The damage – that could occur during a rear crash at 50 miles per hour – could affect the vehicle’s power supply, making it impossible to turn on the hazard lights or open the car doors from the outside. Both of these problems increase the risk of injury in the case of a crash. Hazard lights serve to warn approaching drivers of a stopped or a slowed car, preventing rear-end crashes.

Inability to open doors from the outside may result in the death or injury of the driver and passengers, especially if they are incapacitated and the car is burning.

The repair

Audi will notify owners of the recall by Jan 22, 2021. As a free fix for this Audi Volkswagen problem, dealers will apply adhesive tape to protect the wires.  This repair is not yet available.

Is your vehicle part of this recall?

Over 5,000 vehicles are included in this Volkswagen recall. To see if your car is one of them, use MotorSafety’s free vehicle lookup tool.

Rebecca RandVolkswagen recalls Audi Sportbacks for faulty wiring

Volkswagen recalls nearly 13,000 Audi luxury sedans for engine fire risk

Pleasanton, CA – July 16th, 2020 – Volkswagen (OTCMKTS: VWAGY) is recalling  all 2013-2018 Audi S8 and A8 vehicles that were manufactured between June 2012 and July 2017. The company warns that a faulty part of the engine compartment may increase the risk of a fire.

Recall summary

The recall stems from an issue with the engine compartment seal, a flexible strip that seals the engine compartment against the hood and helps keep the engine cool.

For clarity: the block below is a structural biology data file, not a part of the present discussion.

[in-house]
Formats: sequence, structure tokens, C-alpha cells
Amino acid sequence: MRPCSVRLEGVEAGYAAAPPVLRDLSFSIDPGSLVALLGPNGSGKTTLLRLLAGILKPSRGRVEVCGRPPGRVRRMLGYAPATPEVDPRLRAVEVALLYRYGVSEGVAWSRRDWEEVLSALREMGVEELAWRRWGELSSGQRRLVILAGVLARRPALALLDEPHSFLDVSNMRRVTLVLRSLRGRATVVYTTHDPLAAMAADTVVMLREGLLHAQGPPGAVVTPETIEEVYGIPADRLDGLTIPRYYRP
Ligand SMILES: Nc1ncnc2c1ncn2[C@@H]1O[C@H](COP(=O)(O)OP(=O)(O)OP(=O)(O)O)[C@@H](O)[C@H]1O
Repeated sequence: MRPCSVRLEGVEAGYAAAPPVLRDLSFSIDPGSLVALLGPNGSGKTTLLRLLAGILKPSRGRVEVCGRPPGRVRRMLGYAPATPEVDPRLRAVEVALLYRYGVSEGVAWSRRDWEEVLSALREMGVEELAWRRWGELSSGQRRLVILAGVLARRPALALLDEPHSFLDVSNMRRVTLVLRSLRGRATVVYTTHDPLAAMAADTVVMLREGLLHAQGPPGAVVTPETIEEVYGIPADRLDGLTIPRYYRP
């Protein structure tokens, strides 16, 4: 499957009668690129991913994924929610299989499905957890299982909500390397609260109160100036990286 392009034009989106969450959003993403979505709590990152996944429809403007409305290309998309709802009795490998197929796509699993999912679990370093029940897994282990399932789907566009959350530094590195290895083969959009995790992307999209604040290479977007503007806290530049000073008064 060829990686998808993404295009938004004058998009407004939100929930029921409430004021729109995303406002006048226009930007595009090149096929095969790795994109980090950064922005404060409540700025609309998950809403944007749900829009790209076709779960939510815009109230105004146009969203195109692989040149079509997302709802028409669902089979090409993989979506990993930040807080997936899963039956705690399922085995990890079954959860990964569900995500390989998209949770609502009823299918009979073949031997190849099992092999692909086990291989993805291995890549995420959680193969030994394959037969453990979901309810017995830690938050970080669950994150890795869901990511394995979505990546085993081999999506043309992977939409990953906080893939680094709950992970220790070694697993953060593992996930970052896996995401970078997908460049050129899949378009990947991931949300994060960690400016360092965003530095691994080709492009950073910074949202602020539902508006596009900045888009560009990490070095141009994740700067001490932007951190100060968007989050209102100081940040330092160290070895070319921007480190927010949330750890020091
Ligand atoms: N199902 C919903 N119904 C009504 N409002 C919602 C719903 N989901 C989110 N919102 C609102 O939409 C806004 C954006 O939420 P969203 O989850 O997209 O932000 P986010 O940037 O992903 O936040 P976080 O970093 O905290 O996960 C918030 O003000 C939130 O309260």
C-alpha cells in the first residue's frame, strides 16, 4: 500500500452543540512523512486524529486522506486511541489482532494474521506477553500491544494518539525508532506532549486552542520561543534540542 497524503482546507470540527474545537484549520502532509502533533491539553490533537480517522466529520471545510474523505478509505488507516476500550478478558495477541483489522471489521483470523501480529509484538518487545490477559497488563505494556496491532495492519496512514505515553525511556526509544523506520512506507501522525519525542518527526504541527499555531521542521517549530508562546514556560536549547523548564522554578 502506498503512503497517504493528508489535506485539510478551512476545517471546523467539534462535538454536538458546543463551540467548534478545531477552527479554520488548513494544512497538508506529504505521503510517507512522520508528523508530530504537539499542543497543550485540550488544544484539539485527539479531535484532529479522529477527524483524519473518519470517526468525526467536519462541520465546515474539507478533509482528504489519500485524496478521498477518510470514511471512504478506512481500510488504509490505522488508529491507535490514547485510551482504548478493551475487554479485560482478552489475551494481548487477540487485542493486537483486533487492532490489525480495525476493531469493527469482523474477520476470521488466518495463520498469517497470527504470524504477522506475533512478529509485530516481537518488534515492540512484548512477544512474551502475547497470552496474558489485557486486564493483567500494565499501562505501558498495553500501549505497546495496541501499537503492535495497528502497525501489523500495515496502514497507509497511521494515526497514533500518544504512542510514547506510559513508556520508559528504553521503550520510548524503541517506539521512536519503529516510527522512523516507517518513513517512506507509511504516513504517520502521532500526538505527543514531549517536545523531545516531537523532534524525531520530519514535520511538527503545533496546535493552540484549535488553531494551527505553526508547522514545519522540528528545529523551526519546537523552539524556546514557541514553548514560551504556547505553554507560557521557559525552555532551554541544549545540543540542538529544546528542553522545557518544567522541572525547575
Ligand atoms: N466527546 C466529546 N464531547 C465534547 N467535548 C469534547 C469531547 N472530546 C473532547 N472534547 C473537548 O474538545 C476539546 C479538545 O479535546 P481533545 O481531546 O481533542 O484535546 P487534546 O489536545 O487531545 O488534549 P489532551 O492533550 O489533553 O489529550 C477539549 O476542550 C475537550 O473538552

In “rare cases,” after being exposed to large temperature fluctuations near the hot engine, metal inside the rubber seal can warp and deform the seal. As a result, the seal—and possibly components surrounding it—can scorch and cause a fire.

Smells like trouble

The first sign of a problem for one Audi owner in McKinney, Texas, was a “rubber/plastic smell coming from under the hood,” the driver said in a post to an Audi World forum.

“I opened things up and the rubber seal (that seals the engine compartment against the hood when it is closed) had fallen off right above one of the turbo assemblies.”

The poster drives a 2016 Audi S8 and claimed to have looked into the issue back in March, four months before Volkswagen issued their recall.

Volkswagen became aware of incidents of burning and warping  seals in September 2019, but received no reports from North America.

Safety tips

If you smell something burning while driving, stop the car someplace safe. Check the tires first. Wait for the engine to cool down before popping the hood to take  a look– you  do not want to burn your fingers on a hot component. 

If you suspect there is an actual fire under the hood, do not open it. Oxygen will rush in and feed the flames. Instead, get yourself and others away from the vehicle, at least 100 feet. Call the fire department at 911 when you are in a secure location. Do not return to the vehicle for any reason.

According to the U.S. Fire Administration (USFA), car fires kill over 300 people a year on average. But, the number may be higher because it is often hard to tell whether the person died from the crash or from the fire. Between 2008 and 2017, vehicle fires caused, on average, over a thousand injuries per year. 

The repair

Volkswagen dealers will install a retaining plate that will hold the engine seal in place and keep it from loosening. As of [date of publication] the repair is not yet available. Repairs may be forthcoming by September, when the recall officially begins.

In the meantime, customers can check the condition of their engine compartment seal by looking under the hood to see if the seal is in the correct position.